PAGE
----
Heather Aubrey Lloyd

First, as a thank you for plucking my electronic message in a bottle from a sea of subject lines, have a song. This recording, much like this mailing list, has waited too long. This studio version of “If We Come Too Late” (you've got a free download here at the bottom) is full of liveliness and hope. It’s about seizing the moment. Dancing for as long as we can, if not as long as we want. Exactly what I plan for 2023.

Still with me? Good. Because I don’t love mailing lists, but I DO love penpals and post cards and the art of REAL communication. If you’re here, I’ve performed for you or with you. I’ve slept at many of your houses. Some of you are family. I’ve seen you in the comments of my livestreams and the donor lists of every CD fundraiser. You’ve inspired me as artists and supported me as friends. After so many pandemic years doing the best we can with soul-crushing social media, I’ve decided here and now is the time to write you the love letters you deserve.

What you can expect from me:

Thoughtfully written two-minute tales about twice a month, and a free gift with every letter: a poem, a song, a video, a show-and-tell, a piece of visual art, a peek into the vaults and archives. And an upcoming show reminder. Just for you. All you need to do is hang out and keep us out of the spam folder.

(Today’s 2-Minute Tale)

On an unseasonably warm day at year’s end, a borrowed dog is dragging out our walk. Ollie stops to smell EVERYTHING -- goose poop, melting ice, damp earth, dogs’ butts and other invisible-to-me bullhorns of screaming olfactory information -- all with equal appreciation. I have patience for this; there are only a few smells I find abhorrent (moldering clothes left too long in the wash). Otherwise, most are like shapes or code -- just information. Given enough time, even pungent information (sections of I-95 in New Jersey, paper mills, decaying leaves, cow farms) inspires pleasant nostalgia. I know symbolism and music, but it wasn’t until recently I came to understand the complex notes required to make a perfume. I was out working in my garage, sweating, tearing up rags covered in dried paint for the last soft bits I could use. I hate to waste anything until it’s completely used up.

The salvage operations ended, I move on to washing paint brushes in lemon basil dish soap I impulse purchased instead of a pair of shoes or a piece of chocolate. During pandemic, I spent more of my life at the kitchen sink than I’d ever imagined. I learned that how much you resent the plates, pans (and the people who dirtied them) can be mitigated somewhat by a likable dish soap.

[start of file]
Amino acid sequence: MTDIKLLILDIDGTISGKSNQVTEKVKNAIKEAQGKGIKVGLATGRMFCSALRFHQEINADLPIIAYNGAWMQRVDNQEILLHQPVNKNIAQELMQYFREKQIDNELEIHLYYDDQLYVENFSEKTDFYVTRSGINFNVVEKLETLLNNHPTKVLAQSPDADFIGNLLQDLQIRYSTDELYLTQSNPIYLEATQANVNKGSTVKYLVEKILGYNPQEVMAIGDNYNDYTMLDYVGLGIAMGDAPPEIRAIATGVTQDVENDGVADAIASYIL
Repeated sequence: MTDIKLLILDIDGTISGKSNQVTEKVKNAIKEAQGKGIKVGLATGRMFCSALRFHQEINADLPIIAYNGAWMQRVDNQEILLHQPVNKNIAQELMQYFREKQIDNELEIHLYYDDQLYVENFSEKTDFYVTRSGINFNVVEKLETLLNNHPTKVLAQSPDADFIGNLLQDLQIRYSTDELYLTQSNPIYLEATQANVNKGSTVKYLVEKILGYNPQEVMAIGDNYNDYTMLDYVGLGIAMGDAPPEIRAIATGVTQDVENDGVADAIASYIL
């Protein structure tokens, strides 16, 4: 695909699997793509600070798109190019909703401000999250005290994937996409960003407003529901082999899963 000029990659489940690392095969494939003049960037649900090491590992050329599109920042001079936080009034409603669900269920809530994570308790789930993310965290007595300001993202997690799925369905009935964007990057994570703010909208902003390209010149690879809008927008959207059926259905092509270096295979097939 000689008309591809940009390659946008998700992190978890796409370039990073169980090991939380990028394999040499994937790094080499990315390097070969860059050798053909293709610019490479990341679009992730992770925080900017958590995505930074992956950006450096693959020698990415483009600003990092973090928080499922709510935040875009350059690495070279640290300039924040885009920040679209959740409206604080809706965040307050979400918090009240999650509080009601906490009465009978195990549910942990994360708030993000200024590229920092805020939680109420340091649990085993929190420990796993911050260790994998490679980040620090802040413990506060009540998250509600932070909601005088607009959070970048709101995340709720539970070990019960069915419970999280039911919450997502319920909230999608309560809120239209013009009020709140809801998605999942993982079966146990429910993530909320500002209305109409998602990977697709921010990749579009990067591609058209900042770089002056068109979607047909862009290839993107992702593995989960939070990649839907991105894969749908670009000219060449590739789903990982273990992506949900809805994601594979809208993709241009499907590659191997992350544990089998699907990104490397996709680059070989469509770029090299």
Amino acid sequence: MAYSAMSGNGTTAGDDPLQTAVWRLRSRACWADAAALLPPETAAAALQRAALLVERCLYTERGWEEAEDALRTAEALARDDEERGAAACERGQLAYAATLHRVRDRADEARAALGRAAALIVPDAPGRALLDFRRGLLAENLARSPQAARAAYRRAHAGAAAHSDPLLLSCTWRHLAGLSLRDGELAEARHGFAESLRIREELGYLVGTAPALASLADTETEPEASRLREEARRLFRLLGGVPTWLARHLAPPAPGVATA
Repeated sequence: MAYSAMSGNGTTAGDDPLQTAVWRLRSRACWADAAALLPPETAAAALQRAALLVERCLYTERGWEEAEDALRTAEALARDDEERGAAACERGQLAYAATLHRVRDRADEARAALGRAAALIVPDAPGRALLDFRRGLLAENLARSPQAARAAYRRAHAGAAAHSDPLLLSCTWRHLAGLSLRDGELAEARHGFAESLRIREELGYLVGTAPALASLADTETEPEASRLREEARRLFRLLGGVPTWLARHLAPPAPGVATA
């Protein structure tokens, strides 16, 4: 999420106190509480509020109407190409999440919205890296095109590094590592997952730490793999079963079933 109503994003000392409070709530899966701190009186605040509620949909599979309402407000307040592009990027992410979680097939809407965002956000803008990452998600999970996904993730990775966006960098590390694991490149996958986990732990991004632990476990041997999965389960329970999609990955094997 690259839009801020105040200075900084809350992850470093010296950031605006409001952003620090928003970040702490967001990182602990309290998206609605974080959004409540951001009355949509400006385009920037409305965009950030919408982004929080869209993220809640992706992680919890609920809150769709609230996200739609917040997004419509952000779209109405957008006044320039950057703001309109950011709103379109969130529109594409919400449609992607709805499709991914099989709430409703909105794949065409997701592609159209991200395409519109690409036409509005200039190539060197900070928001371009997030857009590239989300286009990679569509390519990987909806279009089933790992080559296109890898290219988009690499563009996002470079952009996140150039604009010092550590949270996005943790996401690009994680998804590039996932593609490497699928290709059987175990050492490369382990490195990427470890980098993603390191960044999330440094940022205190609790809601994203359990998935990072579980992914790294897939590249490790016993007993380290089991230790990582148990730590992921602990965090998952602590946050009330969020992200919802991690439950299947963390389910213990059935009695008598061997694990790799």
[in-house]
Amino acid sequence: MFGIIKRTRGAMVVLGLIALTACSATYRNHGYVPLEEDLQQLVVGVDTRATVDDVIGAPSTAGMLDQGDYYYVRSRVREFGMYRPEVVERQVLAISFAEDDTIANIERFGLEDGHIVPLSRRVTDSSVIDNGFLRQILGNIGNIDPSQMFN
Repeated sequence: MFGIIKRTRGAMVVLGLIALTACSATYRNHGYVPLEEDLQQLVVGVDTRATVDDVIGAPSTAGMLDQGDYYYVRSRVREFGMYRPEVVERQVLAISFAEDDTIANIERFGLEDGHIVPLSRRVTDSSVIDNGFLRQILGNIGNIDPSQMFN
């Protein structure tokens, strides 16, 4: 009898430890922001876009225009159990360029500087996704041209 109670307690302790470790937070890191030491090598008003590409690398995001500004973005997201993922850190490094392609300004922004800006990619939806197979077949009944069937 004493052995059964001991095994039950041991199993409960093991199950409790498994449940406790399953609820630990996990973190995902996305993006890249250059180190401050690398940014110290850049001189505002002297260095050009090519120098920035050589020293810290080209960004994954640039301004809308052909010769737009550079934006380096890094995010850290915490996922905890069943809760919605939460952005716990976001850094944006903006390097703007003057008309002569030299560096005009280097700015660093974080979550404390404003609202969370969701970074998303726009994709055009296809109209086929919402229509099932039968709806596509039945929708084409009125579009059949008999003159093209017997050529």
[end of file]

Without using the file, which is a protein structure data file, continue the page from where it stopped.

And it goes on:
The brushes, as clean as they will get, the rags, as small as can still be useful, I move on to drying my hands. Suddenly, it's there. In that precise, coincidental cocktail of my sweat, musty rags, sawdust, metal, beer, damp concrete, paint and the damn dish soap, it's unmistakable. The smell called YOU. A decade lost.

It is joy and longing and pain and a numbed ache. I smile instead of cry, but it’s close. The information is too complex. The fragrance neither good nor bad. It doesn’t hurt because I am too amazed.

It’s one thing to purchase a lover’s old cologne, or bump into a stranger with the same taste in an ex’s perfume. YOU even once stumbled upon a hand soap in my favored fragrance. He brought his hands to his face as if in prayer, to take me in again. But that moment was a mass-marketed suggestion of ME compared to this miracle. I know I will lose it the second I move, kicking up the slightest dust of mouse dropping, cricket leg, decaying grass or WD40, and breaking the spell. So, I stand perfectly still for a long time. Because I hate to waste anything until it’s completely used up.

I’m left with a reminder that such spells, such art, require both luck, and a piece of the caster. "Real magic can never be made by offering someone else's liver. You must tear out your own, and not expect to get it back," is a favorite quote from The Last Unicorn. Of course, conjuring the smell of YOU required my sweat. And maybe that is the only, contaminated way we ever know another person: as they relate to ourselves.

* * *

The year 2022 is now completely used up to my satisfaction. I have wrung from it every drop I can (maybe I’ll tell you about my twice-weekly plasma donations next time). And I have rung from it every note I can. The good news is I am NOT used up to my satisfaction. In fact, I find myself ready for it ALL: the faint, the heady, the flowery and the fetid. Join me for the damned amblingest of walks to take everything in with appreciation. Tours. Tunes. 2023. We have not come too late, after all.

Here's what's next: 











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